Result.

The result of all these causes has been that although for some centuries the doctrine of final restoration was widely prevalent in the early Church, yet it disappeared about the sixth century in the Latin and Greek Churches, and has not reappeared in the leading modern Evangelical Churches.

It is also true that, in the Romish Church, as well as in the Greek, the doctrine of future eternal punishment is clearly taught. This, at least, is true of the authorized catechisms in use in these churches.

The doctrine of universal restoration, in the Nestorian churches, disappeared by a nearly universal extermination of those churches. During the dark ages it was held by now and then an individual like John Scotus Erigena. The Roman Church also has accused the Albigenses and some other sects of holding this doctrine.

But since the Reformation, as all are aware, it has extensively revived in Europe and America. In Europe, very many evangelical men, eminent for learning and for Christian character, have advocated the doctrine. In this country it has not been generally connected with the evangelical system.

We have thus traced our history to the sixth century, and given an outline of the course of belief from that century to the present time. We shall not at present enter further into the details of the history, but shall suspend our narrative with a view of the doctrine in the eighth century, as set forth by John of Damascus.

John of Damascus.

He represents the orthodoxy of the Greek Church after the council of Justinian had condemned universal restoration, and was a believer in future eternal punishment. His use of the words aion and aionios, as a writer of Greek, will be found interesting and instructive.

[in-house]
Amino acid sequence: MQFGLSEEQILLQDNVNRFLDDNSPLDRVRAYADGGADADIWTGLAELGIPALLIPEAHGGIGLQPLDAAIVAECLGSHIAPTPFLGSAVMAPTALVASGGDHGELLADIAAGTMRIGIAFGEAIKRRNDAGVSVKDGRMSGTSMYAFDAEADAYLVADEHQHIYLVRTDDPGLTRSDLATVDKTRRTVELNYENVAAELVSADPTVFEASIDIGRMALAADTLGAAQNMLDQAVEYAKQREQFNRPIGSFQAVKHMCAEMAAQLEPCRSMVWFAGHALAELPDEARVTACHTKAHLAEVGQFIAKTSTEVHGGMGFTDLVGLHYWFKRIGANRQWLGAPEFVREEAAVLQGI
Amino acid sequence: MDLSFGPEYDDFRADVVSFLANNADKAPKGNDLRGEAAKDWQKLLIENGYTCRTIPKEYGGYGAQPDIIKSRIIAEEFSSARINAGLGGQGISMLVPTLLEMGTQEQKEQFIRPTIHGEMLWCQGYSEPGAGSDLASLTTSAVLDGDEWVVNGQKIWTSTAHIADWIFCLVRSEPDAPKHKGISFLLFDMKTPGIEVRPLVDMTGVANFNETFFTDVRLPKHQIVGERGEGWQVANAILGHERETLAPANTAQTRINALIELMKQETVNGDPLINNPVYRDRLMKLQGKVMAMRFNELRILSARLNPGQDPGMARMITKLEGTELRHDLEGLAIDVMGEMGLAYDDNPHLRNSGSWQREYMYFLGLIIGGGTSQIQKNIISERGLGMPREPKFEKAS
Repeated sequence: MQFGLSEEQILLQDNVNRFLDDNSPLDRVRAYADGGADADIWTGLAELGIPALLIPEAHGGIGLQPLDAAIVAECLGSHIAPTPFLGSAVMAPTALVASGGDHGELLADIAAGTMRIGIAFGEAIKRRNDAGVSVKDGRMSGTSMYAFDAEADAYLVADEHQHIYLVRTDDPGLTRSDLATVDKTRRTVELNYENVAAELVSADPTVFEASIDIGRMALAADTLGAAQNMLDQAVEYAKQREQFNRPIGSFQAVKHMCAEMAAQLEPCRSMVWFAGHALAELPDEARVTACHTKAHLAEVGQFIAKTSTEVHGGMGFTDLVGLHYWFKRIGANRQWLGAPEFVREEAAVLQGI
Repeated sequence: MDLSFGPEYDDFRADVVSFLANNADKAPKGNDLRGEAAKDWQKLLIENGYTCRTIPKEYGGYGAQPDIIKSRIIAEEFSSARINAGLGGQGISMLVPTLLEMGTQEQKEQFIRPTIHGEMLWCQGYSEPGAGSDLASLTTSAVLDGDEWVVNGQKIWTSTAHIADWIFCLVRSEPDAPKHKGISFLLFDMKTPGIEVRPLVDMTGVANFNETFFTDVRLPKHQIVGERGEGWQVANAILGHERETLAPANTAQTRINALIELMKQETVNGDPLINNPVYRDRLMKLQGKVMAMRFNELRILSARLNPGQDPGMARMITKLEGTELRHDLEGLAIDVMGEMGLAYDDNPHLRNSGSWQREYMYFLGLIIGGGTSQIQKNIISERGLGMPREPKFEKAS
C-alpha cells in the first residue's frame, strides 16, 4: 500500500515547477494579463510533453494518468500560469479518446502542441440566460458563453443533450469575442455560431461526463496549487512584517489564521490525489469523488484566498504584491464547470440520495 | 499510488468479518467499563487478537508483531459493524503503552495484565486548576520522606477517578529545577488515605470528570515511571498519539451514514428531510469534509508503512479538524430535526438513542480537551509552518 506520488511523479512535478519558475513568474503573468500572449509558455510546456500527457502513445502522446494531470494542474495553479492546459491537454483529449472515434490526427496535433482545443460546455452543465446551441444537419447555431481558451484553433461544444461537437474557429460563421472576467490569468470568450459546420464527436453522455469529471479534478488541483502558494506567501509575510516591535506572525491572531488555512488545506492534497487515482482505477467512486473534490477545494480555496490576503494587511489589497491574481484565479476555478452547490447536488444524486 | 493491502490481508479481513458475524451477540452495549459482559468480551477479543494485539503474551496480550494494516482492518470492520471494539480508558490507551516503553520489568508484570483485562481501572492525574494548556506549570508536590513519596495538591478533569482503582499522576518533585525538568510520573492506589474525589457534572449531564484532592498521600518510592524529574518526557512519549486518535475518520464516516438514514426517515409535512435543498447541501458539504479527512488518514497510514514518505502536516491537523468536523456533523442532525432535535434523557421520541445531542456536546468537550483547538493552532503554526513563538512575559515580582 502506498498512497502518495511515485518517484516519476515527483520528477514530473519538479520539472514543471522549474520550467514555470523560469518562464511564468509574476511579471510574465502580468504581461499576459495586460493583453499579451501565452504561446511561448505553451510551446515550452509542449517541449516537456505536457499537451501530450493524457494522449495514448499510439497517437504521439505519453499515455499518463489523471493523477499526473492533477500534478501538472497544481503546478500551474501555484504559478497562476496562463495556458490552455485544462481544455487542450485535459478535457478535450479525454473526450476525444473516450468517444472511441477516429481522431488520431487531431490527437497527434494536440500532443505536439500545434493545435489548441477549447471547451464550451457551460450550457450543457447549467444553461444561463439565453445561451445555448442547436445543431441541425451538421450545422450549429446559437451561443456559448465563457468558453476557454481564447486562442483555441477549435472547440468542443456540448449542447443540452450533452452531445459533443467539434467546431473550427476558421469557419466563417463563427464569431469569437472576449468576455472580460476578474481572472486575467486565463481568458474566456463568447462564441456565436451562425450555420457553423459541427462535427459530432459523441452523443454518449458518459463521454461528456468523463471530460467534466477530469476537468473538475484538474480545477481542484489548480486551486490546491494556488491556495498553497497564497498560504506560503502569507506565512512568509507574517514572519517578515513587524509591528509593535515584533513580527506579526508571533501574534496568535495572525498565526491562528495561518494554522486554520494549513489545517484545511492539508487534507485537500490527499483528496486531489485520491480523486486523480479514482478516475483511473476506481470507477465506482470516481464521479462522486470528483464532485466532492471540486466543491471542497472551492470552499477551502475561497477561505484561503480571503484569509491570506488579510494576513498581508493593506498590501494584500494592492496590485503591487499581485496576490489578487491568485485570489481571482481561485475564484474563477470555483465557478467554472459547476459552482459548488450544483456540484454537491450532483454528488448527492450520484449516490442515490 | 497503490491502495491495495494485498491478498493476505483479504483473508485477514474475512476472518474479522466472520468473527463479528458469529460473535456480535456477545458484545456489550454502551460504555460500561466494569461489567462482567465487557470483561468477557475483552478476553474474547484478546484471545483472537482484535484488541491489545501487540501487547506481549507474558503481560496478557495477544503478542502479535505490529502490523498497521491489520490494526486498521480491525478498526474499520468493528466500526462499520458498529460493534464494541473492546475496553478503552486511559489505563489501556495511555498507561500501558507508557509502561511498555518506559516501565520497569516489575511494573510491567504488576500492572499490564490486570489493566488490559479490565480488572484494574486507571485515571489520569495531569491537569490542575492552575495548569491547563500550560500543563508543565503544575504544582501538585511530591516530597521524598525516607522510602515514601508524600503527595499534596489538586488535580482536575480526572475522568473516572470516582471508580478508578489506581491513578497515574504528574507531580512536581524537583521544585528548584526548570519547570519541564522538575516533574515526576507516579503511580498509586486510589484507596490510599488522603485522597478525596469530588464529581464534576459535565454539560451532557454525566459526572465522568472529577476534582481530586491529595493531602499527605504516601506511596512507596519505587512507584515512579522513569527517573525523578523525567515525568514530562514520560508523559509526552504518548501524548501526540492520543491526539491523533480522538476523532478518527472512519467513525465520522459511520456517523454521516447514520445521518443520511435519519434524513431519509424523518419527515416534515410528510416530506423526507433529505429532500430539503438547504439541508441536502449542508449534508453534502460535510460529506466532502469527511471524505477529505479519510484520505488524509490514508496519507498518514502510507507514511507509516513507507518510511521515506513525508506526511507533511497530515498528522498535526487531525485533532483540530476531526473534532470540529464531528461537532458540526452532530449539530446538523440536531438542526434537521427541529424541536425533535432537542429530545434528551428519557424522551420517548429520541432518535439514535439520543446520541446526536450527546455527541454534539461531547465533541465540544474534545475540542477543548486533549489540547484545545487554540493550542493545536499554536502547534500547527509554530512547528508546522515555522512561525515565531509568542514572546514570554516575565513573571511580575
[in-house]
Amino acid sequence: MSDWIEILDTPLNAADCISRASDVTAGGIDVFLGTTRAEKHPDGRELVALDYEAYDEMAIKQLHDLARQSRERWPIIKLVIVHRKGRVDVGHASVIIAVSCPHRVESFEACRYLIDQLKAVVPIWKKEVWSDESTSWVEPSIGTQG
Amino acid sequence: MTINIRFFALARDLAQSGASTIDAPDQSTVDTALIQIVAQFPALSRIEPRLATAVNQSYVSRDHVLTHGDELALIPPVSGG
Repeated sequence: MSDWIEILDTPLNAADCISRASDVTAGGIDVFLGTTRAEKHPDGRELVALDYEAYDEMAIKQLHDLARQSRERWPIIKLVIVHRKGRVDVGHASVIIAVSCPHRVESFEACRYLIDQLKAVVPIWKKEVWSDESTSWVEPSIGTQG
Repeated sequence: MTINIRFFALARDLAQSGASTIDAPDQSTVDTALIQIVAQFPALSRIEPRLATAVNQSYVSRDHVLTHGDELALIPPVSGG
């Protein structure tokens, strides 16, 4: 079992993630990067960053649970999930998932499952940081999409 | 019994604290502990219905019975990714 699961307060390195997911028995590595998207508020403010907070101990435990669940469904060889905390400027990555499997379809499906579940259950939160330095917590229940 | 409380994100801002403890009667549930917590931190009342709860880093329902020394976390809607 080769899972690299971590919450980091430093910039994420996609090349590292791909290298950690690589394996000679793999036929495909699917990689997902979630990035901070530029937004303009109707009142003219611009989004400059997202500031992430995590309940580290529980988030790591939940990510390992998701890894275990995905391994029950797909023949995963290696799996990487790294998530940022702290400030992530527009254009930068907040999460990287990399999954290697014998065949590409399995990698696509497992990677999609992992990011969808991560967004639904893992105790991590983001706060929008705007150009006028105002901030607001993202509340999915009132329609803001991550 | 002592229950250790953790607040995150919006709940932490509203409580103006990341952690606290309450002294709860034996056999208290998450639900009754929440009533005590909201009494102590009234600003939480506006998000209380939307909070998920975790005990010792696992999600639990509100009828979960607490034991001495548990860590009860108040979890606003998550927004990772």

Of his leading theological work, “An Accurate Exposition of the Orthodox Faith,” Neander says that it is “the most important doctrinal text-book of the Greek Church.” He was the most eminent man of his century in theology and philosophy, and is revered as a saint in the Latin as well as in the Greek Church. He aimed not at originality, but at a clear exposition of the established orthodox system.

His system closes with these words: “We shall rise from our graves, our spirits shall be united to our bodies, and we shall stand before the tremendous judgment-seat of Christ, and there the devil, and antichrist, his man of sin and also all impenitent and flagitious men, shall be given over to the aionian fire, a fire not material as ours, but one which God understands. But they who have done good shall shine forth as the sun with the angels unto aionian life, with our Lord Jesus Christ, seeing him always, and being seen, and enjoying an endless joy from him, praising him with the Father and the Holy Spirit to endless ages of ages.”

Aion and Aionios.

In what sense he uses the word aionian we can ascertain from other parts of his work. In book ii., chapter i., he has a full and labored discussion of aion, which I will translate. In the first place we are to notice that he regards aion as always a designation of a period of time, and not of a material world. He also speaks of God as the maker of the ages (aions), giving a time-sense to passages like Heb. i. 2, “By whom also he made the (worlds) ages.” Of God he says, “He made the aions who was before the aions, to whom David said from aion to aion thou art, and the apostle by whom also he made the aions.” How God can create ages, he does not say.

After this introduction, he enters upon a full exposition of the senses of the word aion. He says: “We should know that the word aion has many significations. For, 1. The life of every man is called aion; 2. Again, the period of one thousand years is called aion; 3. Again, the whole duration or life of this world is called aion; 4. The endless life after the resurrection is called the aion to come.”